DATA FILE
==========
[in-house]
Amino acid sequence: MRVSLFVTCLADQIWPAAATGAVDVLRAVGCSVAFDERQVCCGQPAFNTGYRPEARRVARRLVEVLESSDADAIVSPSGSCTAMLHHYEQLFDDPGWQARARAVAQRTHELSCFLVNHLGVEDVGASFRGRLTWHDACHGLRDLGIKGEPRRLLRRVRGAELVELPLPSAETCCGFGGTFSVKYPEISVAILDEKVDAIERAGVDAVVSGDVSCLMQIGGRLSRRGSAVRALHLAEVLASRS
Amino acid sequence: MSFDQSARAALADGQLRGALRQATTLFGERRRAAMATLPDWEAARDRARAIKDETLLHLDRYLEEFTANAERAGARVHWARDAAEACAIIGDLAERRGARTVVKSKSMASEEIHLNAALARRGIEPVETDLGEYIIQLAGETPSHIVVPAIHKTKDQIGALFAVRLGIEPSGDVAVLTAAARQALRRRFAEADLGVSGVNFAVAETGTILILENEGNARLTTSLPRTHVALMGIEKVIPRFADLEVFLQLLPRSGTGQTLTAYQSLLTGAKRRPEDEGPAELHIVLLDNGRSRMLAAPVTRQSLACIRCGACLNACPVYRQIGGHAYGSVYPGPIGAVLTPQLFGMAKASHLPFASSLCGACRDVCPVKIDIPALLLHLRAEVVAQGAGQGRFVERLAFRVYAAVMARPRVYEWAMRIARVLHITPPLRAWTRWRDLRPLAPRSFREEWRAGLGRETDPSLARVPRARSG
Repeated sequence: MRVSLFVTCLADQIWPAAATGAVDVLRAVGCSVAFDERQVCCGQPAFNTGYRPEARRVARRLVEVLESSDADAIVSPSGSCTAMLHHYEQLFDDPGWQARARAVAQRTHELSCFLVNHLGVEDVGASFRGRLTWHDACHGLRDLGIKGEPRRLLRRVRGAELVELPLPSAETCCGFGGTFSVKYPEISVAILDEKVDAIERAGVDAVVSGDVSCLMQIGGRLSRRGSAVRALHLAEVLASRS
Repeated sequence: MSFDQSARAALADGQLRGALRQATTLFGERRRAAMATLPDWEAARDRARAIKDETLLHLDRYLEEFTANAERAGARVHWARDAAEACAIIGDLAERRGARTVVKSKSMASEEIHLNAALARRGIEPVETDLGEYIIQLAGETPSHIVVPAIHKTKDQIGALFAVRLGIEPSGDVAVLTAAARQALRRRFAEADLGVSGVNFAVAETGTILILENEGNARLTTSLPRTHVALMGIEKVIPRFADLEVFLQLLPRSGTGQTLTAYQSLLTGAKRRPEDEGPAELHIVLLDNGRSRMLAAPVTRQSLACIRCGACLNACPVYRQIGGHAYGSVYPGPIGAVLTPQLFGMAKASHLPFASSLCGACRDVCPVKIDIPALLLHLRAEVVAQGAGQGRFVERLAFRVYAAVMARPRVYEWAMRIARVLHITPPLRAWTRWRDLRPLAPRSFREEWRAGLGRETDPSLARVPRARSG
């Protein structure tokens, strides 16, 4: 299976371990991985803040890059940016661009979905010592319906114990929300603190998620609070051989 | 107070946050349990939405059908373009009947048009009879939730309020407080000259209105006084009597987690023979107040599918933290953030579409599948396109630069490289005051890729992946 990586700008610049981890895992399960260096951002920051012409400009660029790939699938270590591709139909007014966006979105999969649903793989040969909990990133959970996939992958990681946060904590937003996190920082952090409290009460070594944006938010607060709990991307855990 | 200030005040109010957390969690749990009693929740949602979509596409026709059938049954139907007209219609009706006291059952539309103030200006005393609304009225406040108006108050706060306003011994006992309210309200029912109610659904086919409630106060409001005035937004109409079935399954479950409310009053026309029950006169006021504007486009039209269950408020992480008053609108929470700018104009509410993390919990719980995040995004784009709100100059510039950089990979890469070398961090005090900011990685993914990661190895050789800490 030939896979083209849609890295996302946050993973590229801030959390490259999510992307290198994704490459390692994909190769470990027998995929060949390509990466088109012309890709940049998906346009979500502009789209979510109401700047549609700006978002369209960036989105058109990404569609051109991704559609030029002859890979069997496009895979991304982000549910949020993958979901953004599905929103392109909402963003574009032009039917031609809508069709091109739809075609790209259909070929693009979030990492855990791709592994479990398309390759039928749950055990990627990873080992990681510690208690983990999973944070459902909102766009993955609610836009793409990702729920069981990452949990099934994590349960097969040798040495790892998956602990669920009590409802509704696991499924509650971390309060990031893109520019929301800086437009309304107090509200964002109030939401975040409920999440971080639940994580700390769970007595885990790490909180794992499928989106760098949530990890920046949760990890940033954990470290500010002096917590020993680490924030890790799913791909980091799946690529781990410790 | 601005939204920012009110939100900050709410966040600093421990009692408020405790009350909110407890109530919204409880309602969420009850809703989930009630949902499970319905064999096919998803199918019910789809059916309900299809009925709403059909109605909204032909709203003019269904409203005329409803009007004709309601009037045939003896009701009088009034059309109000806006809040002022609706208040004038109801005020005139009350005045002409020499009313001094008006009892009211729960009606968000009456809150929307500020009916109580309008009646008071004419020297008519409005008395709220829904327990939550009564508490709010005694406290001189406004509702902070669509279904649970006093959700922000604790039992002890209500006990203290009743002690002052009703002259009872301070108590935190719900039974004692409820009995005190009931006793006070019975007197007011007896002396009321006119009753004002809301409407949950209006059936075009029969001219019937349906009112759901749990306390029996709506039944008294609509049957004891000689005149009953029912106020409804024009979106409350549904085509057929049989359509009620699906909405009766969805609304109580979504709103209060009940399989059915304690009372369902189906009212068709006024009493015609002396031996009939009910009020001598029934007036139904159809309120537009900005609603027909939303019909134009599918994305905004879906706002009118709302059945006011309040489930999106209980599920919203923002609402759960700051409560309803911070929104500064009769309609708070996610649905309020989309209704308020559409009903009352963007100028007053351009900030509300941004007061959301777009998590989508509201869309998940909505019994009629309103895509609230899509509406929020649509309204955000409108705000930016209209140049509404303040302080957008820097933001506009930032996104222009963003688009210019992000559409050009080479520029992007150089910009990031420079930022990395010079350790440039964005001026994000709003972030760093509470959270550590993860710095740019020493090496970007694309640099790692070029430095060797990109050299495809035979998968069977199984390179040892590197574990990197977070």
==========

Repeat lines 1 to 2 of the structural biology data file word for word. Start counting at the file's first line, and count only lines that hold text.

[in-house]
Amino acid sequence: MRVSLFVTCLADQIWPAAATGAVDVLRAVGCSVAFDERQVCCGQPAFNTGYRPEARRVARRLVEVLESSDADAIVSPSGSCTAMLHHYEQLFDDPGWQARARAVAQRTHELSCFLVNHLGVEDVGASFRGRLTWHDACHGLRDLGIKGEPRRLLRRVRGAELVELPLPSAETCCGFGGTFSVKYPEISVAILDEKVDAIERAGVDAVVSGDVSCLMQIGGRLSRRGSAVRALHLAEVLASRS